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Pit Bull attack

  1. Dec 23, 2009 #1

    Integral

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    Yesterday while walking my 2 medium to small dogs in the park we were attacked by a free running pit bull. Fortunately I was able to land a size 13 on the back side of the dog just as it was biting at my dog's (Riki) upper hind leg. The owner had just got out of his car with 2 Pitts and a Shepard mix. One of the pits was chasing a ball while the other 2 dogs made a bee line for me and my 2 timid lap dogs. Fortunately no one was hurt.

    During the attack the owner was several hundred feet away, he immediately began cursing at me for kicking his dog! In retrospect I see that the closer he got to me the calmer he got. 6'3" 240lb (190cm 110kg) does that sometimes. After a bit of shouting I went home and called animal control. We do have leash laws here, all dogs are supposed to be leashed,

    One of the other old duffers who walks his lap dog in he park frequently carries a club just for this reason, I sort of smiled at that as a weird quirk, no more.
     
    Last edited: Dec 23, 2009
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  3. Dec 23, 2009 #2

    Borek

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    You may want to correct that typo :smile:
     
  4. Dec 23, 2009 #3
    Integral, my friend, you are quite large. Good thing you kicked that dog though; didn't it try to attack you after you hit it or no?
     
  5. Dec 23, 2009 #4

    Integral

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    What's a 100kg between friends! Thanks :)
     
  6. Dec 23, 2009 #5

    Integral

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    About that time the rather irate owner managed to get its attention. I still can't believe the guy, instead of apologizing for letting his dog run wild, he berated me for kicking his dog. That is what earned him the talk with law enforcement.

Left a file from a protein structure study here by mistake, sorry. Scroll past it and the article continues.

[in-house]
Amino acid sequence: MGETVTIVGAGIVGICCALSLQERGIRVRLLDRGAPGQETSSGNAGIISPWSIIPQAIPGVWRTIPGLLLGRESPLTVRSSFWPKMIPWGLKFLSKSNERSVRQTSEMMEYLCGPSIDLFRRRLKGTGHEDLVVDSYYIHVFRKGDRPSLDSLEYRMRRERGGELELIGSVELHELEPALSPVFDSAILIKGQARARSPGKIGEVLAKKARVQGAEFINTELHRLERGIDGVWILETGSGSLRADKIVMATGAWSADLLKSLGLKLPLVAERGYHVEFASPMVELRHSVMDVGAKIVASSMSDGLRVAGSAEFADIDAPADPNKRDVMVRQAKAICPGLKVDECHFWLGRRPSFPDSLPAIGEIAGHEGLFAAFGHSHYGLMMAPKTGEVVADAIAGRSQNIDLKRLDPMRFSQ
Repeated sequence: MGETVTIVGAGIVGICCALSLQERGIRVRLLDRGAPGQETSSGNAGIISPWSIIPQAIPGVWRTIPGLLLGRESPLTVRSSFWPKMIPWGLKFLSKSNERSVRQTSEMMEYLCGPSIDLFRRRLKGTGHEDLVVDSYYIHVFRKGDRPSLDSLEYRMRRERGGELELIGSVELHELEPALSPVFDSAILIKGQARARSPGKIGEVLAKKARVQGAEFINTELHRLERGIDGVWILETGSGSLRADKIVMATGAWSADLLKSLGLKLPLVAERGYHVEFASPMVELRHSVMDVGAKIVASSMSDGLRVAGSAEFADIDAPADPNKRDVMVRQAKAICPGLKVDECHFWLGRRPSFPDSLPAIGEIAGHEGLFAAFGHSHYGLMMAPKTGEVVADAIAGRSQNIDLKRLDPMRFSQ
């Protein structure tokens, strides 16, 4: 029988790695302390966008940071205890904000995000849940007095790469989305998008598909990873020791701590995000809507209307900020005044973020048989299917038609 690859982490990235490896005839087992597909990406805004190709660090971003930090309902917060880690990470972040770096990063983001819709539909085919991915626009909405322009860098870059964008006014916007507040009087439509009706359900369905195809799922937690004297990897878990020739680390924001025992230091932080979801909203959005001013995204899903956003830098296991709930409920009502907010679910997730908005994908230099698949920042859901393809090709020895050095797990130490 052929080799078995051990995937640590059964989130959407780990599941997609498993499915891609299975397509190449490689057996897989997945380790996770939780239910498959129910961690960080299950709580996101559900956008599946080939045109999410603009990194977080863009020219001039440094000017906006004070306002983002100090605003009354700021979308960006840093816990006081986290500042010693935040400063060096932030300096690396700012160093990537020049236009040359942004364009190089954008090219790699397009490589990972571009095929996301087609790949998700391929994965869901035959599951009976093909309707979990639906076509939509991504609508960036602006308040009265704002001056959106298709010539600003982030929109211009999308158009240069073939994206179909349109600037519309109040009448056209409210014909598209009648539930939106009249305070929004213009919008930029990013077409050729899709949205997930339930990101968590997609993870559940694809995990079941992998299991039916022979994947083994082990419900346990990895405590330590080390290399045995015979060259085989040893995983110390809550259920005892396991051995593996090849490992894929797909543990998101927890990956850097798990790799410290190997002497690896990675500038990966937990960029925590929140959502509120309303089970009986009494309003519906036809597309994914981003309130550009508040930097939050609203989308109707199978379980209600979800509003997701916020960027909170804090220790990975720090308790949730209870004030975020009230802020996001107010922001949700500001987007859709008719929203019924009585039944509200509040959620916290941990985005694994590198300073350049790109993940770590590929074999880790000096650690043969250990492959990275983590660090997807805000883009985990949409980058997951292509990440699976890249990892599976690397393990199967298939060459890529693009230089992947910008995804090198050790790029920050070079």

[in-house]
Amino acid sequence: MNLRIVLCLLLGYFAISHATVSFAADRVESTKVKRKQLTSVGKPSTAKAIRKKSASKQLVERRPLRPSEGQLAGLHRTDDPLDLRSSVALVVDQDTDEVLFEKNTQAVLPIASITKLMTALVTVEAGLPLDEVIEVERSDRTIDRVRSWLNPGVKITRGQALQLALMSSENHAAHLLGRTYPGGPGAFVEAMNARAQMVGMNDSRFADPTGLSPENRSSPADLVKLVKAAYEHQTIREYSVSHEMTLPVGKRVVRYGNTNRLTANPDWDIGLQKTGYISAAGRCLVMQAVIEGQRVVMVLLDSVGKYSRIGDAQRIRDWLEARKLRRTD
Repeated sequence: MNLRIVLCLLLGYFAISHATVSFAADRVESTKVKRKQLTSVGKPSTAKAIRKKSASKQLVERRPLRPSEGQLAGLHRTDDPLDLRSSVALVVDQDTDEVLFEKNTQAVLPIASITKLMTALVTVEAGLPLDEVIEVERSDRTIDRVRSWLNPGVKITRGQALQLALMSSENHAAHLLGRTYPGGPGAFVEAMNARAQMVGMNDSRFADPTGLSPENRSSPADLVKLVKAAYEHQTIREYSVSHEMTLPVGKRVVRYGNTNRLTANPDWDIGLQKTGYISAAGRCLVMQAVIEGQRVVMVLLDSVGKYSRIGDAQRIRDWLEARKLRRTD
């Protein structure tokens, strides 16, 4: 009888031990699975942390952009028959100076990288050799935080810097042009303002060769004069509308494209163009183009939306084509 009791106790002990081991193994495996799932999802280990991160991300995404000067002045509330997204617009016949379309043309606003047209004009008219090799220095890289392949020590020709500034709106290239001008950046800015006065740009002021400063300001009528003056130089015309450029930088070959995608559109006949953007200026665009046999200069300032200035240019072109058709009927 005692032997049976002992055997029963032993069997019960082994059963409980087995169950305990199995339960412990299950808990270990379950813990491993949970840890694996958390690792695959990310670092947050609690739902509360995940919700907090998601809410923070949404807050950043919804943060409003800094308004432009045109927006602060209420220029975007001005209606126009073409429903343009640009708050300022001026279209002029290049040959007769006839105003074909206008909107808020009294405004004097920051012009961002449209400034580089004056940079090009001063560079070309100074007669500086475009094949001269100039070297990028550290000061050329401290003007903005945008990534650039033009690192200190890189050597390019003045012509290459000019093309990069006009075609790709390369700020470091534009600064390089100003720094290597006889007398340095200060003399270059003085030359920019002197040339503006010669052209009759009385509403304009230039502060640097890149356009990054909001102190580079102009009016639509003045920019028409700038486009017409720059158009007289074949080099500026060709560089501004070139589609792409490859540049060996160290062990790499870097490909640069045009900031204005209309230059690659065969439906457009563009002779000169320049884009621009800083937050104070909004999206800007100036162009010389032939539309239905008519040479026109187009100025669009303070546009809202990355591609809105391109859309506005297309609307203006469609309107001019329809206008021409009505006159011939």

7. Dec 23, 2009 #6

    Astronuc

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    I would have done the same thing, and if a dog persists in attacking, I'd break it's neck and/or lower jaw.

    What the heck is wrong with those people who let their aggressive dogs loose in the community?


    I had a German shepard guard dog go after my leg once. I just pivoted and used a hammer blow to the side of his head. He turned and took off. I was about 14 at the time - but I was reading to fight him.
     
  8. Dec 23, 2009 #7
    I've always wondered how easy it would be to do this while a dog was in 'attack mode'. I mean like when I'm around dogs I feel like if they decided to attack me at some point I could easily kick their face maybe grab their neck or something... but I don't know my gut feeling tells me it wouldn't turn out so great for me.
     
  9. Dec 23, 2009 #8

    Astronuc

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    I had been attacked by dogs in the past. During university I used to play with a friends Doberman who like to come at me, so I developed a technique of learning to pivot and catching her. Since then, I've had training in Tae Kwon Do and a little Shao lin Kempo.
     
  10. Dec 23, 2009 #9

    Integral

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    I have faced off several large dogs which have approached us aggressively. That is I just get in front of the dog and stand my ground with confidence (per Caesar Milan), usually this does the trick. This time there were 2 dogs and they circled us much like a pack on the attack. So I was unable to get front of either of them.
     
  11. Dec 23, 2009 #10

    BobG

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    Then you've been reading the wrong material.

    Actually, you have to be a little lucky to escape some serious damage if you get in a fight with a large animal with sharp teeth. Just like the sign at our city park warns - if a mountain lion attacks your pet, let go of the leash!
     
  12. Dec 23, 2009 #11

    Moonbear

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    It's not even about letting an "aggressive" dog loose, but any dog should be kept on a leash. You never know what might trigger them to run or get into a fight, and the only way to guarantee you have control is to have them on a leash. They make those really long retractable leashes for just that purpose, that you can give them freedom to exercise without letting them off-lead.

    You're VERY lucky Integral! That dog could have just as easily turned around and taken a chunk of your leg when you kicked it!

    I'm glad you called animal control on them. That sort of irresponsible behavior on the part of the owner doesn't bode well...letting the dogs run loose, and then getting mad at YOU after the dog tried to attack your dog?! Makes you wish you could have planted a size 13 on the backside of the owner, doesn't it? :mad:
     
  13. Dec 23, 2009 #12
    Every time I see someone kicking and hitting a dog to make it stop attacking their dog, it just doesn't seem to phase the dog. It just keeps biting and biting and ignoring the blows. Maybe they're not kicking it hard enough.